A HEARTBROKEN Les Dick was almost reduced to tears at the sight of the sunken Defender - the last historical Tasmanian tall ship remaining - on his arrival 72 hours later in Townsville.
"I just felt like crying," the LD Shipping operator said.
"You just can't explain - it's a bit like looking at one of your kids, I suppose.
"I'm still shaken. I'm having a bit of trouble talking about it."
Having flown from Launceston to inspect the sunken ketch, Mr Dick was met by only a mast poking above the surface of the water, as the Defender was all but submerged.
The 120-year-old vessel mysteriously sank off its mooring at the Ross Creek wharf in North Queensland last Monday.
Suspicions arose of vandalism when Mr Dick was told the power had been disconnected and all the plugs were pulled out.
"For some reason or another, unbeknownst to us, the vessel has sunk," Mr Dick said. "We're not aware of any reason why it would have.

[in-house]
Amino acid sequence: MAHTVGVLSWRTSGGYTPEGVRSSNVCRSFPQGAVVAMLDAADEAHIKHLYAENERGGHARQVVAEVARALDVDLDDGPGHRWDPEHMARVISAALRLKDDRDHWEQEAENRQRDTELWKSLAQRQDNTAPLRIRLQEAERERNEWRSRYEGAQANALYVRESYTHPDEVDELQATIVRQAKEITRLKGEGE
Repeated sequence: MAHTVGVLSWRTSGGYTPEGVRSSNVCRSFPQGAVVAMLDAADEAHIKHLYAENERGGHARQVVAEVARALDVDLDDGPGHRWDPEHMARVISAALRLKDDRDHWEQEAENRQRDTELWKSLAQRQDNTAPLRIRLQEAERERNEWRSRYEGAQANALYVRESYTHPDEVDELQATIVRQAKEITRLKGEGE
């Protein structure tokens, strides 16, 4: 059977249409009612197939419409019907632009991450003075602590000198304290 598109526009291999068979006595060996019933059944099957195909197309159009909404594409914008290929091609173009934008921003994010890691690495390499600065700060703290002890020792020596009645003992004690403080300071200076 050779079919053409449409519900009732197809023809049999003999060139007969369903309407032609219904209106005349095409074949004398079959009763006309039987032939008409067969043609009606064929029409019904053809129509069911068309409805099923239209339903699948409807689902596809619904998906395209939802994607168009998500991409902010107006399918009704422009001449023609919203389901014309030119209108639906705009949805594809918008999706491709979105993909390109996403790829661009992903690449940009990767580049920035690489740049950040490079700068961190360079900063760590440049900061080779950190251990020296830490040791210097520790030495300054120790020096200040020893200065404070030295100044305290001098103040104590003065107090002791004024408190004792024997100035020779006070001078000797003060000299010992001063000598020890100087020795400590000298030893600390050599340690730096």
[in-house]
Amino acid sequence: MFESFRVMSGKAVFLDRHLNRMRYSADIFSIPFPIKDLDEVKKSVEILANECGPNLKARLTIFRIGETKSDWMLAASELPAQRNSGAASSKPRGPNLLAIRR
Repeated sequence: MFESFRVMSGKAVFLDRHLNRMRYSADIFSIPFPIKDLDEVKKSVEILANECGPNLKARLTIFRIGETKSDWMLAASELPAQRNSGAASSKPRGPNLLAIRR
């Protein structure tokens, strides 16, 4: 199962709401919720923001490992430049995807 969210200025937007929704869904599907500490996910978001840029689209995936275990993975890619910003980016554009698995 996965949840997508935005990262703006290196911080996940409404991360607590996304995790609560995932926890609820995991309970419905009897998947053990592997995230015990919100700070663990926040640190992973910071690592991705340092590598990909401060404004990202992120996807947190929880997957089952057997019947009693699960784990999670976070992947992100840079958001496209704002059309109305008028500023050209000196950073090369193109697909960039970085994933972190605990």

"Certainly it would be doing an injustice to the people in Townsville if we declared it was vandalism before it was proven that it was."
Police have started examining CCTV footage of the surrounding area for foul play, Mr Dick said.
The ship's custodian began to assemble a team on Thursday to formulate a plan for its removal from the sea's floor.
Waiting for low tide to inspect the damage on Friday afternoon, he was coming to accept that a salvage mission could now be out of the question.
"It can be difficult task and can be touch and go as whether we can or not, but I am always on the optimistic side and hopefully we can," Mr Dick said.
Mr Dick said the costs to repair the damage would run in excess of $100,000, not including the costs of salvaging the vessel.
He said a special piece of Tasmania's history - which has included Defender's role as an "ambassador" for Tasmania since the 1988 Bicentenary - would be lost forever should the tall ship not be saved.
Although the boat is insured against wreck removal, the boat itself was not insured.
"This is the last one if anything happens," Mr Dick said.
"If we lose her, that is the end of the Bass Strait ketches.
"She is the last one in existence.
"It will be a very, very sad day if it comes down to that."
Mr Dick said he is yet to field any offers of help to resurrect the Defender.